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Originally Posted by CuriousGeorge View Post
Why wouldn't you want a consistent notation where it makes sense?
I totally agree and have this problem all the time with textbooks and academic papers (hardly an actuarial problem). However, the coordination effort involved to get everyone using the same notation/terminology seems insurmountable. Language consistently defies anyone trying to enforce consistency.

Probably the best you can do is use standard notation across the exams so at least everyone (who has taken these exams) knows one consistent set of notation even if they use different ones in other places.
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Old 12-04-2019, 05:34 PM
Dr T Non-Fan Dr T Non-Fan is offline
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F for Frequency.
S for Severity.

Use subscript or superscript as needed to differentiate among various F's and S's.

That will be 25 cents per book sold, please.
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  #9  
Old 12-04-2019, 07:04 PM
AndrewLouca AndrewLouca is offline
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Quote:
Originally Posted by nonactuarialactuary View Post
I think I saw something similar on Reddit, and agree with the top comment there that posted a link to the XKCD below.

https://xkcd.com/927/

In theory, it would be nice if common concepts like frequency and severity had consistently defined notation throughout the P&C actuarial world, but getting everyone to adopt the new standards is an enormous uphill battle. A textbook thatís internally consistent is probably the best thing you can realistically expect. For instance, on the Exam 5 syllabus, the Werner/Modlin and Friedland texts replaced dozens of older papers that all used different notation, and thatís generally seen as a good thing. That said, those texts took years to compile, with thousands of dollars spent on external consulting firms employing teams to actuaries to write the texts. It was an extremely significant undertaking to do this for even just the reserving half of the Exam 5 syllabus, so to replicate this for all P&C actuarial concepts is an unrealistically large undertaking without a huge team of staff and a large budget to match. Further, even if you can do all that and write the end-all-be-all textbook for P&C actuarial science, youíve still got to convince people to abandon their own notation and adopt yours. Thatís not easy. Hell, ALAE/ULAE are still common terms in the industry even though financial reporting pushed the industry to adopt the DCCE/AOE split more than 20 years ago. Institutional momentum is a powerful thing.
Yea, I made the same post on Reddit.

You're entirely right that getting everyone to adopt a new standard notation will be an enormous uphill battle, but that doesn't mean it's impossible. Also, I think that attempting to create a good notation and trying to get it adopted will be a fun challenge.

Although the chance of getting a new notation adopted widely is low, I think certain things can be done to increase the chances.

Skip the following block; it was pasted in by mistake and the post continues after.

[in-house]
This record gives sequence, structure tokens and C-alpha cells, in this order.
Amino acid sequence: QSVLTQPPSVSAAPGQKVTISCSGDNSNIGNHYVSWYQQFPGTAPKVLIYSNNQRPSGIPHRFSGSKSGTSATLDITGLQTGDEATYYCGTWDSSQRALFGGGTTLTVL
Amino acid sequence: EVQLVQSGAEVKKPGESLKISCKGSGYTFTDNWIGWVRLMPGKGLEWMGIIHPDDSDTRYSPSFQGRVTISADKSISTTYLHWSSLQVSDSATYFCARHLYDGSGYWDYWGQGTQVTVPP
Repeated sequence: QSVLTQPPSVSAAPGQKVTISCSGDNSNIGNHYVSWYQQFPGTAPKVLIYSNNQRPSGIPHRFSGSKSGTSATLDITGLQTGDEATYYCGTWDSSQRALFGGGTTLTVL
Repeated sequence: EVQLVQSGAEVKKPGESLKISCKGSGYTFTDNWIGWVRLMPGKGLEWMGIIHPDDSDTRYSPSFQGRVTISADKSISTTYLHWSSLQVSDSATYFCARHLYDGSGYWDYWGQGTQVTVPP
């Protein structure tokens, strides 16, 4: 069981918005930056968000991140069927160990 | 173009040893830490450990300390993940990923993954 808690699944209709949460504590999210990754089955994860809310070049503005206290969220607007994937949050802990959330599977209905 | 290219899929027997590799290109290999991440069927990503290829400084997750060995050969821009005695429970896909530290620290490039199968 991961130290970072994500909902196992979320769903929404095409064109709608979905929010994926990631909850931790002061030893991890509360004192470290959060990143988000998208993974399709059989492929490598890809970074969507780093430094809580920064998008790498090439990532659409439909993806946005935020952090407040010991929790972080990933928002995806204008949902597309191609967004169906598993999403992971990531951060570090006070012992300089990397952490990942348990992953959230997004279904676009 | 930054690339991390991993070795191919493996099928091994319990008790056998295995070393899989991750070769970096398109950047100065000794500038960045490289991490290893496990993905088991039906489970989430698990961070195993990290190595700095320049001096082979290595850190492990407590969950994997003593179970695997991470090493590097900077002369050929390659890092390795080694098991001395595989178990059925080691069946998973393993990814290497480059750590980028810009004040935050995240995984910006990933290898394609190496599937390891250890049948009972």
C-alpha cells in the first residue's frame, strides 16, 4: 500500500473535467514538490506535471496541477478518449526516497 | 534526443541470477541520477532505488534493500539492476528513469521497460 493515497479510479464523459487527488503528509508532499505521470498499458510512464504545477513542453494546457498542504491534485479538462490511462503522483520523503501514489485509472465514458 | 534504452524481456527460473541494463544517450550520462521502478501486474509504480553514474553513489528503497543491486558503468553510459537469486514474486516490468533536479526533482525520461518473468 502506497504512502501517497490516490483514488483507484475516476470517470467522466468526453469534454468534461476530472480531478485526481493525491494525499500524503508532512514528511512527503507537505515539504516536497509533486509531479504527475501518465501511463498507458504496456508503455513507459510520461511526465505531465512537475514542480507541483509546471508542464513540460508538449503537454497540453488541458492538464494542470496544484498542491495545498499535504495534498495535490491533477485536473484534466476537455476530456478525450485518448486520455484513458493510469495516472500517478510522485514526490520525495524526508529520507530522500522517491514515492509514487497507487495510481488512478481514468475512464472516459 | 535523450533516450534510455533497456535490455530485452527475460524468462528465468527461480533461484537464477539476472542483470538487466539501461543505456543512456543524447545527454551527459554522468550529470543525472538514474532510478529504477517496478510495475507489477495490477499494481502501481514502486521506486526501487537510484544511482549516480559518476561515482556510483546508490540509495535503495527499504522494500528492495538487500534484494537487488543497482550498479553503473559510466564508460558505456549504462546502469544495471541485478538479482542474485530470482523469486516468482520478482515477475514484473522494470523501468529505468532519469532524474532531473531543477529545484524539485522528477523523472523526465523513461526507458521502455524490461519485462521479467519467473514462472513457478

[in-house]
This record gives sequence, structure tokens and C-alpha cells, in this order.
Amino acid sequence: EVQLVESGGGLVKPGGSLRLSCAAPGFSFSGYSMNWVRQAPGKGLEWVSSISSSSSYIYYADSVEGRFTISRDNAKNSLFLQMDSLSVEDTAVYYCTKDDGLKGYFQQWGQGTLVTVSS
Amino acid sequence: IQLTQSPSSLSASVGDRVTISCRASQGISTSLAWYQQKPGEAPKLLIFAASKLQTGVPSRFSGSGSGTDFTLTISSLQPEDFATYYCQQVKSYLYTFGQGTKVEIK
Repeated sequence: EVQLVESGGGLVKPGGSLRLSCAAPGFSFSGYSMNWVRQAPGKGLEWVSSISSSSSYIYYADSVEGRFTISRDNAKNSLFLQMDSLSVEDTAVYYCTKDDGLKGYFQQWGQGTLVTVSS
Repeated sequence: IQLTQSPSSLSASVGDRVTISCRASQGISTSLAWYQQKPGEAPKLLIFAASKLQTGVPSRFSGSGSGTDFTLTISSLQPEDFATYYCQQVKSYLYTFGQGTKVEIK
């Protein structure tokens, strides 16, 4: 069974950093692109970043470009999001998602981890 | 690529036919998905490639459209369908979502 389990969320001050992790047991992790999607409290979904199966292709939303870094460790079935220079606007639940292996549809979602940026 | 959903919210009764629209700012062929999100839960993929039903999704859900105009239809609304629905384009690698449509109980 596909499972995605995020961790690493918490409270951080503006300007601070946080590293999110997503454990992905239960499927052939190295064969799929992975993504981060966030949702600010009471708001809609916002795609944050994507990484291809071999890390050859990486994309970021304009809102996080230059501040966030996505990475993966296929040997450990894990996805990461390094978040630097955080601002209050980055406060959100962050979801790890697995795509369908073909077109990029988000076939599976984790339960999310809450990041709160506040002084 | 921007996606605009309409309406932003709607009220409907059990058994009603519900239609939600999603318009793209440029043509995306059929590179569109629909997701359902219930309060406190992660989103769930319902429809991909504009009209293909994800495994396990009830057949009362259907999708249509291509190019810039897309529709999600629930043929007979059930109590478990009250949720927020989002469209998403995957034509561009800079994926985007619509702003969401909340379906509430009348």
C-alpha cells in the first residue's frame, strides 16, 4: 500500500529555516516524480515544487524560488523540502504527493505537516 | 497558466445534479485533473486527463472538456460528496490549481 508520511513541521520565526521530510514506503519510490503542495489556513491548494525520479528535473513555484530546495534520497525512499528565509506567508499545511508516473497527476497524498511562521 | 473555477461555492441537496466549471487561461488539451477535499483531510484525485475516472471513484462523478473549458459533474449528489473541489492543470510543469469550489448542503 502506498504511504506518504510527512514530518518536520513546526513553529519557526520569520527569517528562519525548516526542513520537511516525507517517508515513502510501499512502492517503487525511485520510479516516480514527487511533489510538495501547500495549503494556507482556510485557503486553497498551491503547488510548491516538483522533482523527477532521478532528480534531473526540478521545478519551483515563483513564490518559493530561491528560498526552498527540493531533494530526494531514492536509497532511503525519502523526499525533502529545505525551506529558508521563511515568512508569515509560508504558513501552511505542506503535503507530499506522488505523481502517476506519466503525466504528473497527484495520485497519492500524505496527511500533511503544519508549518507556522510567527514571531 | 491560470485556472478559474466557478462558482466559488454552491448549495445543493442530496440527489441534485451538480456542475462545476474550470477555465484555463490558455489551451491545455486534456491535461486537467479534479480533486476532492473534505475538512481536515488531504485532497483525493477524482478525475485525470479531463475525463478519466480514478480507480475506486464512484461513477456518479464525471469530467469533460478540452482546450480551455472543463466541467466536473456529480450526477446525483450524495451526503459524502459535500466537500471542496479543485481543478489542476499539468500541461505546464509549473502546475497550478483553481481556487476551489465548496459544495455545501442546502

The first thing is to make a good notation. At the beginning of my book, I put three quotes that deal with notation, which I'll repeat here.
Quote:
"It is worth noting that notation facilitates discovery. This, in a most wonderful way, reduce's the mind's labour" - Gottfried Leibniz

"We could of course, use any notation we want; do not laugh at notations; invent them, they are powerful. In fact, mathematics is, to a large extent, invention of better notations." - Richard Feynman

"Such is the advantage of a well constructed language that its simplified notation often becomes the source of profound theories" - Pierre-Simon Laplace
So, I think that a good notation should make ideas and concepts easier to understand, and maybe even allow for the discovery of new ideas.

The second thing is to use the notation to write a book. This way, the notation and material can be taught side-by-side. For this to work, the book has to be written well.

For now, these are my aims. I think I've somewhat accomplished them in the first draft I posted. For example, as far as I know (and please correct me if I'm wrong), there currently is no rigorous way of determining the conditions under which it is beneficial or detrimental for different risks to be grouped together. I start to address this question in chapter 5.
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  #10  
Old 12-04-2019, 07:10 PM
AndrewLouca AndrewLouca is offline
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Quote:
Originally Posted by CuriousGeorge View Post
He's not saying there should be an equivalent calculation, but that we should have a common nomenclature in our work and literature. When a life actuary writes 5p[15]+4 (sorry I didn't bother subscripting properly), nobody has to pore through appendices to interpret what they mean by that. But try to define and reference a cell in a particular triangle, and there are a dozen different conventions.

There is not-insignificant mental effort that you have to expend to internalize a new set of notation for every new paper you read. That's wasteful.

When you want to document a calculation, it is easier for the next person to read it when they don't have to figure out what you meant by C and D, and what your subscripts mean.

Why wouldn't you want a consistent notation where it makes sense?
Exactly! That was a great explanation.

This isn't a new idea either. The need for a consistent and standard notation has been addressed in the past.